Both paperback and Kindle versions are available here:  http://www.amazon.com/Kidnapping-Avoidance-Prevention-Integrated-Protective/dp/1494762943/ref=sr_1_1?s=books&ie=UTF8&qid=1389880826&sr=1-1&keywords=kidnapping+avoidance

Both versions are also available on many international Amazon sites such as France, UK and Spain.

Kidnapping Avoidance & Prevention

Kidnapping_Avoidance_Cover_for_Kindle (2)

Protective Concepts is pleased to announce the release of  the new book Kidnapping Avoidance & Prevention.  Originally planned for first or second quarter 2013 it got a bit delayed but is now available as a Kindle E-book.  A paperback version of the book is in production and should be available in January 2014.  Please see a brief description below:

A confused tourist gets into the wrong taxi and is expressed kidnapped. A businessman is lured to a bogus meeting and held for ransom. An expatriate consultant is kidnapped after being stopped at an impromptu roadblock. A journalist goes for an interview that turns horribly wrong. A bank manager’s family is held hostage to force him to access bank funds.Kidnapping is a pervasive crime that takes many forms around the world. Kidnapping Avoidance & Prevention will help you understand the different types of kidnappings, how they occur and how to identify ways you can better protect yourself, your family and your personnel.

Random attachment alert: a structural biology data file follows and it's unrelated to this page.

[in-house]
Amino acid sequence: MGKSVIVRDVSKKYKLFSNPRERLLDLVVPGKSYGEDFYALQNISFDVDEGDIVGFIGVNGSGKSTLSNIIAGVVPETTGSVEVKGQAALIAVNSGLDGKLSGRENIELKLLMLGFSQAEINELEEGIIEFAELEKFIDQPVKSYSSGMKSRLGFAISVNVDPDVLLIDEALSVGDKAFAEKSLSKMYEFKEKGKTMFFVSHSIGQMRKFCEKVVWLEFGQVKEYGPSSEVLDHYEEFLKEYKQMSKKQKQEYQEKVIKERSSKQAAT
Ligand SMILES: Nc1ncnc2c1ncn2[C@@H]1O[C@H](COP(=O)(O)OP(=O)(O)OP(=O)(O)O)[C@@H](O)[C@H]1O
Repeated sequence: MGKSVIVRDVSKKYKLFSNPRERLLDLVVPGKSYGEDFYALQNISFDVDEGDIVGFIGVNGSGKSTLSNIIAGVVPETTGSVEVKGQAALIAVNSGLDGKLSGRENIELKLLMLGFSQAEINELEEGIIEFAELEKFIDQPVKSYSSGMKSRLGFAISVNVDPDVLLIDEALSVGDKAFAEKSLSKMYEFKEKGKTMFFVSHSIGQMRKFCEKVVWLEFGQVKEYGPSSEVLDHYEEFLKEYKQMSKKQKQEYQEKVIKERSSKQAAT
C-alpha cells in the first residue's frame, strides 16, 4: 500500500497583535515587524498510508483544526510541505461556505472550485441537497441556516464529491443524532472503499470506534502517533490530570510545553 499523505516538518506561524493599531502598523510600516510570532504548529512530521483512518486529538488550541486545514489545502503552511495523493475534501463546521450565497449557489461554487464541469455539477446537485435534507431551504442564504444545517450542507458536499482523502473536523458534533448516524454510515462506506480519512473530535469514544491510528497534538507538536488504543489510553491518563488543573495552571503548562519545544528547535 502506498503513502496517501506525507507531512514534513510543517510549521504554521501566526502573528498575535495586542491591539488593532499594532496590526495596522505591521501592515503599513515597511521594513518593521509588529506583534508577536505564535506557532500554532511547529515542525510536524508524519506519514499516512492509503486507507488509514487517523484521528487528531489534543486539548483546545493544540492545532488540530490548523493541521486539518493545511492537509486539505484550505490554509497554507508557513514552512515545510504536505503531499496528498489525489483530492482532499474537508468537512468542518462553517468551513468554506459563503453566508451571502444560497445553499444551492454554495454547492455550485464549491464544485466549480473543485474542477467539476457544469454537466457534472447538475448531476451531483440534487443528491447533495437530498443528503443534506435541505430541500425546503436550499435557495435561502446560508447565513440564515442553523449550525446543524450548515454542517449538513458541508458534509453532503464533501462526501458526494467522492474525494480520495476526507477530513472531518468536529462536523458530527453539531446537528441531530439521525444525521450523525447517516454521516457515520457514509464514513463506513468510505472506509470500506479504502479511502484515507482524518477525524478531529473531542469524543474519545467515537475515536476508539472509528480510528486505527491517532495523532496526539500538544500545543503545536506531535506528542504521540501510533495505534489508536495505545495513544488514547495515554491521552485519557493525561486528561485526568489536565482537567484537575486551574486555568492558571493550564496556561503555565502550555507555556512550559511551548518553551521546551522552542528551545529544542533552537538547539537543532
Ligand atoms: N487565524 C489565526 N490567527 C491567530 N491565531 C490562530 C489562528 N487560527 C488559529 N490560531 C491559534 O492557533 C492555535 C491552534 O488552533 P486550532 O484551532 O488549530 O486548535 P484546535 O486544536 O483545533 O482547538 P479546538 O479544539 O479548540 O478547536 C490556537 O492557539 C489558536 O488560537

In this book you will learn:

• About different types of kidnappings
• How kidnappers select their victims and the process and methods they use
• How to assess your vulnerability
• How to recognize potential ruses and traps
• How to limit information about yourself and your movements
• How to recognize surveillance and other pre-incident activity
• How to use OPSEC principles to protect yourself
• How to use force multipliers to mitigate risk
• Where to find additional resources

Kidnapping Avoidance & Prevention doesn’t discuss hostage survival or how to handle a kidnapping event; rather it concentrates on proactive measures that can be used to reduce the risk of becoming a victim of a kidnapping.

Some additional administrative notes:  The Kindle E-Book version sells for $4.99 USD.   The paperback version when it becomes available will sell for around $14.00 USD.  The original formatting was done for the paperback version so there may be some awkward sections in the E-Book version depending on the particular reader you are using.  Regardless any version should be completely readable.
Questions and comments are welcome and should be emailed to integratedprotectiveconcepts@gmail.com.

When Cultural Faux Pas and Inadvertent Rule-Breaking Lead to Detention

Photog

US citizen Shezanne Cassim and four other men are currently being detained in United Arab Emirates for making a satirical film about a fictional martial arts school in Satwa neighborhood of Dubai.  The 20-minute film, which follows the format of shows like Fight Quest and Human Weapon begins with the film makers visiting the fictional “Satwa Combat School” and meeting the instructor Saloom Snake to learn about his system.  A link to the New York Times article and the You Tube video is here: